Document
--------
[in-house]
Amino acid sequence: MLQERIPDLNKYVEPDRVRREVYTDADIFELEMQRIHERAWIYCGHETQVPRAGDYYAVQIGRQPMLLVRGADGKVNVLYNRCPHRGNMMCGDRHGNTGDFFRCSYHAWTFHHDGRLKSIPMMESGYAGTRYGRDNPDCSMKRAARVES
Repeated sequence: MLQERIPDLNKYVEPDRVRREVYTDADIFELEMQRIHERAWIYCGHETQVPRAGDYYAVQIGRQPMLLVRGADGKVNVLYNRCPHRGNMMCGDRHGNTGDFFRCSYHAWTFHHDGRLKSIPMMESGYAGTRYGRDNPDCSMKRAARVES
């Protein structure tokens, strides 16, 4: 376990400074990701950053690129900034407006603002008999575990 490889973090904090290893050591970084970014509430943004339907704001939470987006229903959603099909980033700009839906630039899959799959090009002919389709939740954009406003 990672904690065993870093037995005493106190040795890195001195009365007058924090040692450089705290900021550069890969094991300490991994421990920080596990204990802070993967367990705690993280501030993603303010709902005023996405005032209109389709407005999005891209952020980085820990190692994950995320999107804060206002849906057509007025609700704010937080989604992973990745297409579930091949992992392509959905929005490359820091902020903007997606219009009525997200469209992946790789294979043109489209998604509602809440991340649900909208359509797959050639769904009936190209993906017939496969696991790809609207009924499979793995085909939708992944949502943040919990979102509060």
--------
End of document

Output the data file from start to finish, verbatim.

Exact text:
[in-house]
Amino acid sequence: MLQERIPDLNKYVEPDRVRREVYTDADIFELEMQRIHERAWIYCGHETQVPRAGDYYAVQIGRQPMLLVRGADGKVNVLYNRCPHRGNMMCGDRHGNTGDFFRCSYHAWTFHHDGRLKSIPMMESGYAGTRYGRDNPDCSMKRAARVES
Repeated sequence: MLQERIPDLNKYVEPDRVRREVYTDADIFELEMQRIHERAWIYCGHETQVPRAGDYYAVQIGRQPMLLVRGADGKVNVLYNRCPHRGNMMCGDRHGNTGDFFRCSYHAWTFHHDGRLKSIPMMESGYAGTRYGRDNPDCSMKRAARVES
């Protein structure tokens, strides 16, 4: 376990400074990701950053690129900034407006603002008999575990 490889973090904090290893050591970084970014509430943004339907704001939470987006229903959603099909980033700009839906630039899959799959090009002919389709939740954009406003 990672904690065993870093037995005493106190040795890195001195009365007058924090040692450089705290900021550069890969094991300490991994421990920080596990204990802070993967367990705690993280501030993603303010709902005023996405005032209109389709407005999005891209952020980085820990190692994950995320999107804060206002849906057509007025609700704010937080989604992973990745297409579930091949992992392509959905929005490359820091902020903007997606219009009525997200469209992946790789294979043109489209998604509602809440991340649900909208359509797959050639769904009936190209993906017939496969696991790809609207009924499979793995085909939708992944949502943040919990979102509060």